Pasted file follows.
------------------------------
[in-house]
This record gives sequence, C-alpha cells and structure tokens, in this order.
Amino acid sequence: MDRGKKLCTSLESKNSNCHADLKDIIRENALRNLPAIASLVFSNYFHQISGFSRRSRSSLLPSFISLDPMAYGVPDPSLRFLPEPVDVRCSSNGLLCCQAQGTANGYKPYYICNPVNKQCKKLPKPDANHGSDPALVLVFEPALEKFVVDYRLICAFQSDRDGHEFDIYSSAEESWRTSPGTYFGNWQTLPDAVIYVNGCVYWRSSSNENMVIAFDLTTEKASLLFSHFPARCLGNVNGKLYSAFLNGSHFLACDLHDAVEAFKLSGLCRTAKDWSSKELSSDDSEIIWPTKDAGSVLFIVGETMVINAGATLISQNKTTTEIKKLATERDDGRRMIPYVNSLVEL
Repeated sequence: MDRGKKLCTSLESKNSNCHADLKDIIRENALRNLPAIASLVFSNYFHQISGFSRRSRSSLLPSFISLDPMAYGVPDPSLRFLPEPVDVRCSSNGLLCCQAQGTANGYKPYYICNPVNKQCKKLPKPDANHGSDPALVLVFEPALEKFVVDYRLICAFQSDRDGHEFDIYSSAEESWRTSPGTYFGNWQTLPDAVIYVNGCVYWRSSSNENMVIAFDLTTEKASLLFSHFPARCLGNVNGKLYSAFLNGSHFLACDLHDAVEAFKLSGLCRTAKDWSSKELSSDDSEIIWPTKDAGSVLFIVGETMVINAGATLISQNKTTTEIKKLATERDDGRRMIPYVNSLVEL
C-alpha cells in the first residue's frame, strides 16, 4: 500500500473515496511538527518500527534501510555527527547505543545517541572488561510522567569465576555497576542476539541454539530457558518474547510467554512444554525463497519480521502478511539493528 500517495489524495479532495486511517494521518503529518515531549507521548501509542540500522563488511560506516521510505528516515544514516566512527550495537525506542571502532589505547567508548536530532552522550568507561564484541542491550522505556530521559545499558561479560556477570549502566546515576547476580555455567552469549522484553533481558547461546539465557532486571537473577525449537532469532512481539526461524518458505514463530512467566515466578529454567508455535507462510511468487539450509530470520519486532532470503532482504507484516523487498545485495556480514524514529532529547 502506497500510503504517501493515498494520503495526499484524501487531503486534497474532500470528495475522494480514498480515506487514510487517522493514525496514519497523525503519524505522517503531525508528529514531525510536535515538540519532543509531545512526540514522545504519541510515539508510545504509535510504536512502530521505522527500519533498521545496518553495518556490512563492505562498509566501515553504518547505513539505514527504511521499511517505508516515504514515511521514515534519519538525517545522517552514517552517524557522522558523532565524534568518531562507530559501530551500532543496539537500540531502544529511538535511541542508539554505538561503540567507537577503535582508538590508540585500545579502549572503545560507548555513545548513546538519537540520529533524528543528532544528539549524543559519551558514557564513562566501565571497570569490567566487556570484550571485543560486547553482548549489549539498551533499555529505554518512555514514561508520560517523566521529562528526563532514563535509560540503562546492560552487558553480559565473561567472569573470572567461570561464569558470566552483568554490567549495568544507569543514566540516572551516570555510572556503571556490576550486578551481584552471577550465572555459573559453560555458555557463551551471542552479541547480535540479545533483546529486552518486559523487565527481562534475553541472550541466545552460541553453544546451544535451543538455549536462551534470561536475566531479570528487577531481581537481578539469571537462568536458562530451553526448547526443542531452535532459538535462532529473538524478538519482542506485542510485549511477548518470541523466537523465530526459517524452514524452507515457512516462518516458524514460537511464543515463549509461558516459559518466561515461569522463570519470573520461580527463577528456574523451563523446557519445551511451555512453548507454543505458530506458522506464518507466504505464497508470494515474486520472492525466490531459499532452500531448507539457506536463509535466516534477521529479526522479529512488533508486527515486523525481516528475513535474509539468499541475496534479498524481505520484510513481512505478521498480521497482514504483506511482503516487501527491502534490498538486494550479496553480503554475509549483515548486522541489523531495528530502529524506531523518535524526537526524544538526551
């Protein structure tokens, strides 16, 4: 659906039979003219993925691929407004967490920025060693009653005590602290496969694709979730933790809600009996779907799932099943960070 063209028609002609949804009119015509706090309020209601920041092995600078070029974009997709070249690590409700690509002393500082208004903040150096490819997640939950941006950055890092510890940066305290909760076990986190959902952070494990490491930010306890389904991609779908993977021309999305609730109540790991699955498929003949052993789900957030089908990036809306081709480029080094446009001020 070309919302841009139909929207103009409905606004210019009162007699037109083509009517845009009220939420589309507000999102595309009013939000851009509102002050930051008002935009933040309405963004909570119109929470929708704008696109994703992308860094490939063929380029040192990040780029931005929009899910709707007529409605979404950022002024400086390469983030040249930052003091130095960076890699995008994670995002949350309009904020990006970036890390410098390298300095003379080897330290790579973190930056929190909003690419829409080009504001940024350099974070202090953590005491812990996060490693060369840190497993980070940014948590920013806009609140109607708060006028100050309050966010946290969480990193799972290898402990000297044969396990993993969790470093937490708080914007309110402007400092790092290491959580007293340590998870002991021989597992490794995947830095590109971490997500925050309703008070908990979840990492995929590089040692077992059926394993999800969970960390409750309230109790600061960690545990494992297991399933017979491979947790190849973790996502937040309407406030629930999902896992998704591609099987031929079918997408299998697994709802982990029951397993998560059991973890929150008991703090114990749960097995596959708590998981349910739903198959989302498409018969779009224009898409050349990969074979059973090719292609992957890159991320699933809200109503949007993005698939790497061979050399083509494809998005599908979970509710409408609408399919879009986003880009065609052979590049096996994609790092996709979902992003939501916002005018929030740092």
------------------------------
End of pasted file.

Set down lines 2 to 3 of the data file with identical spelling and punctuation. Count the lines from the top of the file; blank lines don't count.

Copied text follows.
This record gives sequence, C-alpha cells and structure tokens, in this order.
Amino acid sequence: MDRGKKLCTSLESKNSNCHADLKDIIRENALRNLPAIASLVFSNYFHQISGFSRRSRSSLLPSFISLDPMAYGVPDPSLRFLPEPVDVRCSSNGLLCCQAQGTANGYKPYYICNPVNKQCKKLPKPDANHGSDPALVLVFEPALEKFVVDYRLICAFQSDRDGHEFDIYSSAEESWRTSPGTYFGNWQTLPDAVIYVNGCVYWRSSSNENMVIAFDLTTEKASLLFSHFPARCLGNVNGKLYSAFLNGSHFLACDLHDAVEAFKLSGLCRTAKDWSSKELSSDDSEIIWPTKDAGSVLFIVGETMVINAGATLISQNKTTTEIKKLATERDDGRRMIPYVNSLVEL